This is exemplified by the Liberian government’s process of establishing the East Nimba Nature Reserve, which they did with the goal of protecting thirty percent of the nation’s forests. Local communities were not consulted about the inception of the reserve, and felt that their access to forest resources–their source of survival and livelihoods–was cut off to meet the government’s needs. CI facilitated dialogue so that communities eventually negotiated an agreement with the local government and national Forest Development Agency to work with government authorities over a five-year period to manage the area as a strictly protected area.  Further, local communities received benefits packages which included: options for job training to convert hunters into “ecoguards” (park rangers), funding to establish household piggeries, technical support to improve rice production, and skills training for community health workers. This innovative conservation agreement model offered CI and communities a framework to work with government authorities on protecting forest resources.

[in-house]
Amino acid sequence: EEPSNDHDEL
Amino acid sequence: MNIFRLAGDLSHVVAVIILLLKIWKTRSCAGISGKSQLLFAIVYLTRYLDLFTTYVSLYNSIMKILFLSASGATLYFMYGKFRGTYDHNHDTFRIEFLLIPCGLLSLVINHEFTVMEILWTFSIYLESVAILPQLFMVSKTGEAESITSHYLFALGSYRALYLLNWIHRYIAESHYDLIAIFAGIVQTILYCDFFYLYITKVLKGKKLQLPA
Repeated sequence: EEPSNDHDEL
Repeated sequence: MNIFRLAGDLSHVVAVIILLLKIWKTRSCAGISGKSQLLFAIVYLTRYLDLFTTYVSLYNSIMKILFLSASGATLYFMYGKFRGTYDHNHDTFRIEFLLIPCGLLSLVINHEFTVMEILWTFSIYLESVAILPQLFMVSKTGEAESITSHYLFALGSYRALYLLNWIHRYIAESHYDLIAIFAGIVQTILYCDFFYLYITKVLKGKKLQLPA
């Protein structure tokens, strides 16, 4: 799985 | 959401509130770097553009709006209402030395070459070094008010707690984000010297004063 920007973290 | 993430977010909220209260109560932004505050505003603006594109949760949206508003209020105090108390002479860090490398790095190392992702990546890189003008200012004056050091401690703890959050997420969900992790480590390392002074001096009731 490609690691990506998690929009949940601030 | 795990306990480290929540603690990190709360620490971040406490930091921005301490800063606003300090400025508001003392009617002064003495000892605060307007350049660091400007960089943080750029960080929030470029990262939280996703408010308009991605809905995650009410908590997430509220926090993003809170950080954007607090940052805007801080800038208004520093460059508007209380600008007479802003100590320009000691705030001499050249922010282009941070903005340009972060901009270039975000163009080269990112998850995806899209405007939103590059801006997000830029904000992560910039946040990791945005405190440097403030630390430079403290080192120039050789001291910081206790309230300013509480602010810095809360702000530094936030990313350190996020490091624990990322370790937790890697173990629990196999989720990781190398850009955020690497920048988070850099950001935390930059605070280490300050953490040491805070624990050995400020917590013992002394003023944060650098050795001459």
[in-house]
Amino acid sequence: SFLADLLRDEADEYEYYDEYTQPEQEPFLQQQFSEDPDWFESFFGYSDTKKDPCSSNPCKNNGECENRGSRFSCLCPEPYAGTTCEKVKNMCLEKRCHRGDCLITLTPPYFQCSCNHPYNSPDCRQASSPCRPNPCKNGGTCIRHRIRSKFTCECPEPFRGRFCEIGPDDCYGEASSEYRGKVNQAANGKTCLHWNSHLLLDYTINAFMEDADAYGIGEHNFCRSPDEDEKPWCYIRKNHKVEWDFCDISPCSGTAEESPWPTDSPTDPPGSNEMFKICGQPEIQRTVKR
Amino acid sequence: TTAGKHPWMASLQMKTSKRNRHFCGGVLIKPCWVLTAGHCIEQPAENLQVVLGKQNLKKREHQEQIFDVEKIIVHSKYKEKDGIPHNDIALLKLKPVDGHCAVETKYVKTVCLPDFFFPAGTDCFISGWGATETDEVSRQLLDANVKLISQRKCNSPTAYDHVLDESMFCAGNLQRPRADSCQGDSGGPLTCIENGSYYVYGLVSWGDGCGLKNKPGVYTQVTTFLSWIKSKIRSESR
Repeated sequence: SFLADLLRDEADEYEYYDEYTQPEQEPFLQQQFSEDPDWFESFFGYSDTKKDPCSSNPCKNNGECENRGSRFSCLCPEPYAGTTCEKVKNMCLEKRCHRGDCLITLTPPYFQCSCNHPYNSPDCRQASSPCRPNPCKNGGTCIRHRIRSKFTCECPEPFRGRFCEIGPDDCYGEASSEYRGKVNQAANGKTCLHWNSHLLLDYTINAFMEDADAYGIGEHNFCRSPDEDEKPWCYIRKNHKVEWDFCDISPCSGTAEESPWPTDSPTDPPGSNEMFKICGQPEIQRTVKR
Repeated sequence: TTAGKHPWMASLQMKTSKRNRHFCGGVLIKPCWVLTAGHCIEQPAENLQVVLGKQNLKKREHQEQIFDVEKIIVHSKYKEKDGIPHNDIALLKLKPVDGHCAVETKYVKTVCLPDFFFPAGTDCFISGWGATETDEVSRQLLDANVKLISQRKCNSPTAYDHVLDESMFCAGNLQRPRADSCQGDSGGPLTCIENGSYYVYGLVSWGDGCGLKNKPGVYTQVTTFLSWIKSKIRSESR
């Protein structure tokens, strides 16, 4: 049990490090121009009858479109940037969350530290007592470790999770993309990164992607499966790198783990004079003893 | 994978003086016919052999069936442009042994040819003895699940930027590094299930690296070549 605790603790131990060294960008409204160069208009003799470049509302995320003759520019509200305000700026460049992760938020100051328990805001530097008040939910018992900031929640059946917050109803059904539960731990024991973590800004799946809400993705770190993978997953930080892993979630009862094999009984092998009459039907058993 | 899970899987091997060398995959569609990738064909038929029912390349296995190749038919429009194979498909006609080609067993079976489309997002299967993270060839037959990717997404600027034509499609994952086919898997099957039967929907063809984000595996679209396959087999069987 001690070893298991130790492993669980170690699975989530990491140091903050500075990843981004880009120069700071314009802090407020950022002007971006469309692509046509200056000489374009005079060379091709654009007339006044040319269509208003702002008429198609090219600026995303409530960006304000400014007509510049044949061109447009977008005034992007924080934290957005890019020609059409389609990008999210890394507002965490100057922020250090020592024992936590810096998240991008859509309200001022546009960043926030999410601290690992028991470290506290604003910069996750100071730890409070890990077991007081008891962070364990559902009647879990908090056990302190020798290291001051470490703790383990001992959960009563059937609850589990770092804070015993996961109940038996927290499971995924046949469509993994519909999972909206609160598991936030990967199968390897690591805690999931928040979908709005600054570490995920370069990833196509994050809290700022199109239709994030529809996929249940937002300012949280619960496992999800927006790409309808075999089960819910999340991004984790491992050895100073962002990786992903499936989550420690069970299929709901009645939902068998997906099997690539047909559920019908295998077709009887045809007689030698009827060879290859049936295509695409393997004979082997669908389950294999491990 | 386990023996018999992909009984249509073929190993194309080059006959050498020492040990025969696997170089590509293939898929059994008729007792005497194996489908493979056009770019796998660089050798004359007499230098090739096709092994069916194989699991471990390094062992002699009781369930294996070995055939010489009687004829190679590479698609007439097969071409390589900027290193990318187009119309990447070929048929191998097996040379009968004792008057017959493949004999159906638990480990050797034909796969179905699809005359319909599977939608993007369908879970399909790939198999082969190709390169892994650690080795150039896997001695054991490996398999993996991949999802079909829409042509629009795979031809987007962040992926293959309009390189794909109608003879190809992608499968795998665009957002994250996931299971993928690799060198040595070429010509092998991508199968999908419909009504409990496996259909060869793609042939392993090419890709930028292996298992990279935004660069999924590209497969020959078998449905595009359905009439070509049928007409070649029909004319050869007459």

During the 24-year Indonesian occupation, an estimated third of Timor-Leste’s population perished from fighting, disease and starvation. As a result, CI Timor-Leste Policy Manager Rui Pinto says that today “stepping on somebody else’s family tombstones is not seen as an offence but as the norm; since there isn’t enough land to hold so many graves, not stepping on one is impossible.”  This reveals the changes to cultural traditions and land as a result of the occupation.

Man with fishing net in Com

(Photo Credit: “Man with fishing net in Com, one of three coastal communities in Nino Konis Santana National Park where CI has had the opportunity to work. ” by Tory Read.) Used with permission, courtesy of World Wildlife Fund, Inc. ©